Why should I compost?
Kitchen waste compost material
My County-Supplied Compost Bin
Learn to make your own dirt
When I started a raised garden bed in my backyard I bought several bags of garden soil from the local Home Depot, and spent about $50 on all of my dirt – plus taxes. It was good dirt, and I got a nice return on my investment that year, with enough lettuce, radishes and cucumbers to save me twice that at the grocery store.
Peppers and tomatoes, not so much, but that was my lack of skill, and not the fault of the dirt.
This spring, I planted again, and got less than stellar results. After speaking with an expert local gardener, he advised me to add fresh compost to the mix and try again. “But don’t buy it,” he said. “Don’t spend money on dirt when you can make better dirt on your own.”
Really? I can make my own dirt? That was a foreign concept for a girl from the suburbs. But he convinced me that buying dirt is more than just the price of the bag at Home Depot. It’s the gas in the car to make the trip. It’s the taxes I donated to the state for the pleasure of buying it. And it’s the cost of the plastic bag to contain each cubic foot.
So I decided to find out more about making dirt, and I attended a free class on backyard composting hosted by the Riverside County (California) Waste Management Department. The instructor went on to echo what the expert gardener had said, but added even more – a lot more.
He explained that the county had begun doing the composting classes as a byproduct of a lengthy study on landfills. The county, he said, was running out of landfill space and wanted to study the problem as a way to find a solution.
“We sent in a team of investigators to see how things were breaking down in the mountain of rubbish in the landfill,” the instructor said. “What they found is that if you dig down and find a newspaper that had been buried 18 years ago, and you could still open it up and read it.”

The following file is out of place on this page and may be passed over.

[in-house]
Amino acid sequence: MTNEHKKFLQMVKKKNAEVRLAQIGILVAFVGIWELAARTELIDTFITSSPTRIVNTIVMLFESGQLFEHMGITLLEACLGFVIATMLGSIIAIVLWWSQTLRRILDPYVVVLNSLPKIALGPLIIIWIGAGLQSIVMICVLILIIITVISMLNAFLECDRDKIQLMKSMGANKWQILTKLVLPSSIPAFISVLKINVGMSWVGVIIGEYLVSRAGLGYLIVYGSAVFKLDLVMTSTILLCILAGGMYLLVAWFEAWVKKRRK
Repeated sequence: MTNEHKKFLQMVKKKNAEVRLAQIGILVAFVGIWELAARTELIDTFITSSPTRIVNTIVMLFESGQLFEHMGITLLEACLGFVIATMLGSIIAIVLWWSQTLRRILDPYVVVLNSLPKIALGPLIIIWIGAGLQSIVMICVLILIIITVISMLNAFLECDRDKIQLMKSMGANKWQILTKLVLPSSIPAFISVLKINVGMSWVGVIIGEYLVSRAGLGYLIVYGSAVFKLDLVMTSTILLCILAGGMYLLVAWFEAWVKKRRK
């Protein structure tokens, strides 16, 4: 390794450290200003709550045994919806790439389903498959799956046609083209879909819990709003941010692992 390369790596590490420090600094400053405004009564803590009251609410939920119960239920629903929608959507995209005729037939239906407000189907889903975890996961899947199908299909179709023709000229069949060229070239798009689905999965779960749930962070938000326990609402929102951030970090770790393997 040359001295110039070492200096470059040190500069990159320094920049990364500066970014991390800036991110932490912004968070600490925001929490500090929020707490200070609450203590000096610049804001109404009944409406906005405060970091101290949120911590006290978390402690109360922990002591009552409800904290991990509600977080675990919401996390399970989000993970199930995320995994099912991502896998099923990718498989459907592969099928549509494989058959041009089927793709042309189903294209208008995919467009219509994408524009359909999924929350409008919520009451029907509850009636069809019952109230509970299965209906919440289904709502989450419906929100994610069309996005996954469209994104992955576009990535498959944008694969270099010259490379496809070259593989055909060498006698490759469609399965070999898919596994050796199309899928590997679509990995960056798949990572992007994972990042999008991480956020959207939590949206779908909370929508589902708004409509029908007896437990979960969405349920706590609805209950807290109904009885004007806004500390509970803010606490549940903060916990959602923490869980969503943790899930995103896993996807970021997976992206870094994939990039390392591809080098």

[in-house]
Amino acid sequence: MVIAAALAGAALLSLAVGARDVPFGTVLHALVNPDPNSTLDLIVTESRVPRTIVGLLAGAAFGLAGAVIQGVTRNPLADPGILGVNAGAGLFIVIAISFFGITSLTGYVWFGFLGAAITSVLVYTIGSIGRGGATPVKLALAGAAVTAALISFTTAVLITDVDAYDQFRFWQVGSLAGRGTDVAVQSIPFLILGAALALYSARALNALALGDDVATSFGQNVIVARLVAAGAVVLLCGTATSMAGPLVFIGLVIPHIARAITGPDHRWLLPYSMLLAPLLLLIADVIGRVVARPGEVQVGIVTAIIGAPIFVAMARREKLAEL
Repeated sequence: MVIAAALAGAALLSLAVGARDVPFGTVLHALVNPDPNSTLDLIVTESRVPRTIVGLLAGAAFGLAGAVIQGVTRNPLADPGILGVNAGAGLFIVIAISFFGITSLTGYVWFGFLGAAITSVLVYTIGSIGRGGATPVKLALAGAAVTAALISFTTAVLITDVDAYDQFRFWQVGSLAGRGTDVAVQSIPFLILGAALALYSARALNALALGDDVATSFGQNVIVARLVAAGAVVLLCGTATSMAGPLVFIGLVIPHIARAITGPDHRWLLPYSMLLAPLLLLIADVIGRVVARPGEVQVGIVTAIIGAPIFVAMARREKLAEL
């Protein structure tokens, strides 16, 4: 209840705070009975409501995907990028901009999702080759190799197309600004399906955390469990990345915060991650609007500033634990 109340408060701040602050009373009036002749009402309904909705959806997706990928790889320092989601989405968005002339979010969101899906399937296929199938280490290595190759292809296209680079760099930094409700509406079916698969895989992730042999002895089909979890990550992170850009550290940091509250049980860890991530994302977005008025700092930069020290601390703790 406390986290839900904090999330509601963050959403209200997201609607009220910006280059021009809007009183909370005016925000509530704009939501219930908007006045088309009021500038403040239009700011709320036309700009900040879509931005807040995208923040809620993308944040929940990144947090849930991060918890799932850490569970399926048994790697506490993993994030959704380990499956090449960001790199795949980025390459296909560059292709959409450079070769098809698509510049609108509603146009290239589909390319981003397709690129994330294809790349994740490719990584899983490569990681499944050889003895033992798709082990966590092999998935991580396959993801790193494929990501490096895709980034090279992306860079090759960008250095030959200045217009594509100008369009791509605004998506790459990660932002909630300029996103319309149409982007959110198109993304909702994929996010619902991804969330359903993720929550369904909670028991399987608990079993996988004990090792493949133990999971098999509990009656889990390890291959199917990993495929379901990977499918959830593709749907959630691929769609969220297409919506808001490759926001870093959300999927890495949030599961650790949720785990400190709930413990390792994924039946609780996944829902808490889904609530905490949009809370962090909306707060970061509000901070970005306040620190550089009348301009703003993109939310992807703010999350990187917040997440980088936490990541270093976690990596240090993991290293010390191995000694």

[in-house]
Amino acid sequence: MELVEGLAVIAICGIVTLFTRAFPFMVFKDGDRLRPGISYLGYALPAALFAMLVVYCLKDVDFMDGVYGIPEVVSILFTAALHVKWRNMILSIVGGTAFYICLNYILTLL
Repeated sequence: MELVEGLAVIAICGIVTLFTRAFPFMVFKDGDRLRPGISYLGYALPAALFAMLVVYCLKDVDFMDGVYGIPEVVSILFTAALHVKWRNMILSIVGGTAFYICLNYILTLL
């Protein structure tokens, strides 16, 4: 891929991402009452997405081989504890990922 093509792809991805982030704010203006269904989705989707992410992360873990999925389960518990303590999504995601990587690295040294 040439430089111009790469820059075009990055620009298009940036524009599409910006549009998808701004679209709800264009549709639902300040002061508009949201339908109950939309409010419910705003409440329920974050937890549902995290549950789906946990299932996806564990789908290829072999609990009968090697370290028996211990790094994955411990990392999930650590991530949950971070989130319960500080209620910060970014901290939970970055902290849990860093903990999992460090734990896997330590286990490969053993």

The garbage wasn’t breaking down because it was buried. Since no air could get to it, no biological breakdown could reasonably occur. Not so with compost piles, he said.
I liked the simplicity of it. I got a list of good stuff to put in the pile, and it’s surprising how much of my household and backyard waste that it contains. I collect the kitchen waste in a bin under my sink. When it’s full I combine it with a bucket of backyard debris from the pool and from trimmings and dying plants. Once that gets full, I put it in a bin which I got from the county for $12 which is nothing more than a heavy-duty aerator bin that’s light enough to pick up and move when it’s time to access the pile.
I’ll admit, it’s not terribly attractive. The price was right, however, and it’s going to take me several months to fill. But it’s going to give me beautiful nutrient-rich dirt that I made myself, rather than have somebody haul it away to the landfill. I like the idea of keeping it at home and lightening my weekly garbage pickup by at least half.
Here’s what they tell me is okay to put in:
- Fallen leaves, grass clippings, weeds & manure, but not dog, cat, or (please no) human waste.
- Food scraps like eggs shells, tea bags, peelings, coffee grounds, apple cores, broccoli stalks, onion skins, cabbage leaves, the pulp from my juicer, and citrus rinds. Yes for veggies. No for proteins.
- Newspaper printed with soy-based ink (not the Sunday ads though, or shiny paper), is okay when it’s torn into strips along with, surprisingly, hair, lint, and the stuff you empty out from your vacuum cleaner canister. Paper towels and tissue is okay too.
I have a small amount in my bin so far, but I’m hoping in two or three months, I’ll have turned garbage into good, clean dirt. By that time, I will have figured out how to raise a tomato.